A cleaner materials revolution is part of the equation. Abundant resources, such as carbon, are being engineered at the nanoscale to create new materials, such as graphene, which can be substituted for scarce and costly metals. Super-light aircraft made with graphene could reduce fuel costs.

Borophene, a new material composed of a single layer of boron atoms that form various crystalline structures, has the potential to be used as the anode material for more powerful lithium-ion batteries, as well as work as a sensor to detect different molecules and atoms.

Ultrathin materials, some of which can change or evolve in response to forces, such as heat, light or electricity, could lengthen battery life, make solar cells more efficient and desalinate water. Self-healing materials could prolong the useful life of products, diverting them from the waste stream. With concrete production contributing to 7% of global carbon dioxide emissions, lab scientists are focused on manipulating nanoscale particles or leveraging limestone-producing bacteria in cement to make a more durable and less resource-intense product.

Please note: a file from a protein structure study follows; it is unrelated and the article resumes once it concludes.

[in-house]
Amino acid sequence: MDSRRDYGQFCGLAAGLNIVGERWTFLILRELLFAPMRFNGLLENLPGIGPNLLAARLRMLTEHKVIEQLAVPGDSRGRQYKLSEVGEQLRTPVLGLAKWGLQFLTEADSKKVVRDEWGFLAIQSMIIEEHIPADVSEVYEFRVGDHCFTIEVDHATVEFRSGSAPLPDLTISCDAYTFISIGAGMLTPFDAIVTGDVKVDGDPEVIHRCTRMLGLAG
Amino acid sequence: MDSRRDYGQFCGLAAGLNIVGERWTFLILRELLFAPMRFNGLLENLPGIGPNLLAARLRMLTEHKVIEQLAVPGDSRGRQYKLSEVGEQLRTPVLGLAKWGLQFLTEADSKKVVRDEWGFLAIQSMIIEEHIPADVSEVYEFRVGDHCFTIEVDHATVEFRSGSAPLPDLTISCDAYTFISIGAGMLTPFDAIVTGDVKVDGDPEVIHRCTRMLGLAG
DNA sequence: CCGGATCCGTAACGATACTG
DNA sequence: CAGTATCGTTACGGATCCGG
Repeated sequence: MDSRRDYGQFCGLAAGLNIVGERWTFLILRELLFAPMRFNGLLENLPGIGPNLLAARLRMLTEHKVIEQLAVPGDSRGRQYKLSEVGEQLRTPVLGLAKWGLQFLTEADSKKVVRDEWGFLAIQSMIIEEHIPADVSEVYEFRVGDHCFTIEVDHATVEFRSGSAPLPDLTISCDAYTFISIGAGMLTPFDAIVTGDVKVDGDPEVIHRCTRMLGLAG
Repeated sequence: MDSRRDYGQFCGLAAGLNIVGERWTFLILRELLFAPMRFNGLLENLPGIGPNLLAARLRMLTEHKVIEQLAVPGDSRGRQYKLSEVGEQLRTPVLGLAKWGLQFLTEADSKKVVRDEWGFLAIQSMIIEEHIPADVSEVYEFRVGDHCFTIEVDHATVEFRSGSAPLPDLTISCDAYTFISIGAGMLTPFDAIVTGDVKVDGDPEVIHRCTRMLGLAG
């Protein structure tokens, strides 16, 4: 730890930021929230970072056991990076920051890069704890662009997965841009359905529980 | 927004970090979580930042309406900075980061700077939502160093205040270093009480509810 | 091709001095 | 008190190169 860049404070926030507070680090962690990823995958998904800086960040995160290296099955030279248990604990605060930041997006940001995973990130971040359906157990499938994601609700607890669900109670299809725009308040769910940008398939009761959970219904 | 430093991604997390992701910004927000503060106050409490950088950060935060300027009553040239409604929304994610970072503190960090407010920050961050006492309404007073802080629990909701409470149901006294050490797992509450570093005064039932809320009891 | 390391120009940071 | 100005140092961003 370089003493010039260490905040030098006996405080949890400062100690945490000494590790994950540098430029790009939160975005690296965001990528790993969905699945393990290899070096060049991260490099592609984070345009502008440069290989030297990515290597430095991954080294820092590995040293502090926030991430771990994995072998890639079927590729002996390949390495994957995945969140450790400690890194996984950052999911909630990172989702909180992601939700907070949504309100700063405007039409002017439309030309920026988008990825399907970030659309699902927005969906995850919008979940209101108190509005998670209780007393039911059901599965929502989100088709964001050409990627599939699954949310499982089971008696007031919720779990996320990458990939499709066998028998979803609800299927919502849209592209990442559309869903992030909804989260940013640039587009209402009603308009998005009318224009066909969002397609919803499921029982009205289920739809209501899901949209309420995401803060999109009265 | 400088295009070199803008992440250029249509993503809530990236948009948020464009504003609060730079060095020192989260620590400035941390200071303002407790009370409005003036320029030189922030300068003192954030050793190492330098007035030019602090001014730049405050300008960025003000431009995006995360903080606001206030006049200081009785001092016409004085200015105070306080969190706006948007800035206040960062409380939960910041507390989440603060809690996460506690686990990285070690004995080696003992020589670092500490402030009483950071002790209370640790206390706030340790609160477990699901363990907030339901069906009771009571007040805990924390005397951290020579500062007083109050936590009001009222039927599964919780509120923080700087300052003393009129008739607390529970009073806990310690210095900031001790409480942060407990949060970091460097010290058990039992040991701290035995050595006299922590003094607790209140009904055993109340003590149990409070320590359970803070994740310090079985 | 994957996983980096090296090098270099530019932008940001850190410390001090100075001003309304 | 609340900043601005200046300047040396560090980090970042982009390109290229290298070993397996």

Watch this video to learn more about how nature may revolutionize what we make and how we make it.

Looking even further ahead, there is some promising research that suggest we may one day be able to manipulate atoms and molecules to construct larger, more complex objects to atomic precision. This is the dream of molecular manufacturing. Theoretically, bottom-up production from abundant natural materials could translate into zero waste. At a high level, the concept of molecular manufacturing envisions molecules self-organizing to form larger structures under specific instructions or environmental cues (self-assembly), or by using nanoscale tools that hold, position and generate molecules (positional assembly).